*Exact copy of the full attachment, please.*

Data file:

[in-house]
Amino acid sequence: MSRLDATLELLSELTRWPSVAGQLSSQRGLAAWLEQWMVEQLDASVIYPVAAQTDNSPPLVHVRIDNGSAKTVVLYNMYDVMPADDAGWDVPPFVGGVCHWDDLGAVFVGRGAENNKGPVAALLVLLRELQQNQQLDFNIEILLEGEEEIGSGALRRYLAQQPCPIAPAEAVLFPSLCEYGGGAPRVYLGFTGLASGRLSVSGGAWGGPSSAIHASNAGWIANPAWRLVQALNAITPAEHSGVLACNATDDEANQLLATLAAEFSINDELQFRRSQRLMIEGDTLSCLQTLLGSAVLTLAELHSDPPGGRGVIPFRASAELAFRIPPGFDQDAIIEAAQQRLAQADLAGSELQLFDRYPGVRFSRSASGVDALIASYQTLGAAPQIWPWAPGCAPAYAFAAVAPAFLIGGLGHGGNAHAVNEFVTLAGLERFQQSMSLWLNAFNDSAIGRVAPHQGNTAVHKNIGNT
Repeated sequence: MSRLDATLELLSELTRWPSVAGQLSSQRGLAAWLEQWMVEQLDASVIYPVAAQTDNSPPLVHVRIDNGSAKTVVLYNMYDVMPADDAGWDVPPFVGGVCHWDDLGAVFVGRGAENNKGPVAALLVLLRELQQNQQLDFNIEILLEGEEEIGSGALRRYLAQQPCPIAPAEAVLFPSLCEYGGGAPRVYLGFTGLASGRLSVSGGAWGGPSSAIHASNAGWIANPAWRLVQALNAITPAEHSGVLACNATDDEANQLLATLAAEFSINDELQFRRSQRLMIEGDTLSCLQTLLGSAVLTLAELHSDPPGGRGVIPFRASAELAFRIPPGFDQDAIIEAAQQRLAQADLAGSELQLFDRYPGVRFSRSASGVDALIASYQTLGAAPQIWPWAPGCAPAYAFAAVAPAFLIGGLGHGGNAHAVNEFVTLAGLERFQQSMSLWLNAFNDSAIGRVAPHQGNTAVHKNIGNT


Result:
[in-house]
Amino acid sequence: MSRLDATLELLSELTRWPSVAGQLSSQRGLAAWLEQWMVEQLDASVIYPVAAQTDNSPPLVHVRIDNGSAKTVVLYNMYDVMPADDAGWDVPPFVGGVCHWDDLGAVFVGRGAENNKGPVAALLVLLRELQQNQQLDFNIEILLEGEEEIGSGALRRYLAQQPCPIAPAEAVLFPSLCEYGGGAPRVYLGFTGLASGRLSVSGGAWGGPSSAIHASNAGWIANPAWRLVQALNAITPAEHSGVLACNATDDEANQLLATLAAEFSINDELQFRRSQRLMIEGDTLSCLQTLLGSAVLTLAELHSDPPGGRGVIPFRASAELAFRIPPGFDQDAIIEAAQQRLAQADLAGSELQLFDRYPGVRFSRSASGVDALIASYQTLGAAPQIWPWAPGCAPAYAFAAVAPAFLIGGLGHGGNAHAVNEFVTLAGLERFQQSMSLWLNAFNDSAIGRVAPHQGNTAVHKNIGNT
Repeated sequence: MSRLDATLELLSELTRWPSVAGQLSSQRGLAAWLEQWMVEQLDASVIYPVAAQTDNSPPLVHVRIDNGSAKTVVLYNMYDVMPADDAGWDVPPFVGGVCHWDDLGAVFVGRGAENNKGPVAALLVLLRELQQNQQLDFNIEILLEGEEEIGSGALRRYLAQQPCPIAPAEAVLFPSLCEYGGGAPRVYLGFTGLASGRLSVSGGAWGGPSSAIHASNAGWIANPAWRLVQALNAITPAEHSGVLACNATDDEANQLLATLAAEFSINDELQFRRSQRLMIEGDTLSCLQTLLGSAVLTLAELHSDPPGGRGVIPFRASAELAFRIPPGFDQDAIIEAAQQRLAQADLAGSELQLFDRYPGVRFSRSASGVDALIASYQTLGAAPQIWPWAPGCAPAYAFAAVAPAFLIGGLGHGGNAHAVNEFVTLAGLERFQQSMSLWLNAFNDSAIGRVAPHQGNTAVHKNIGNT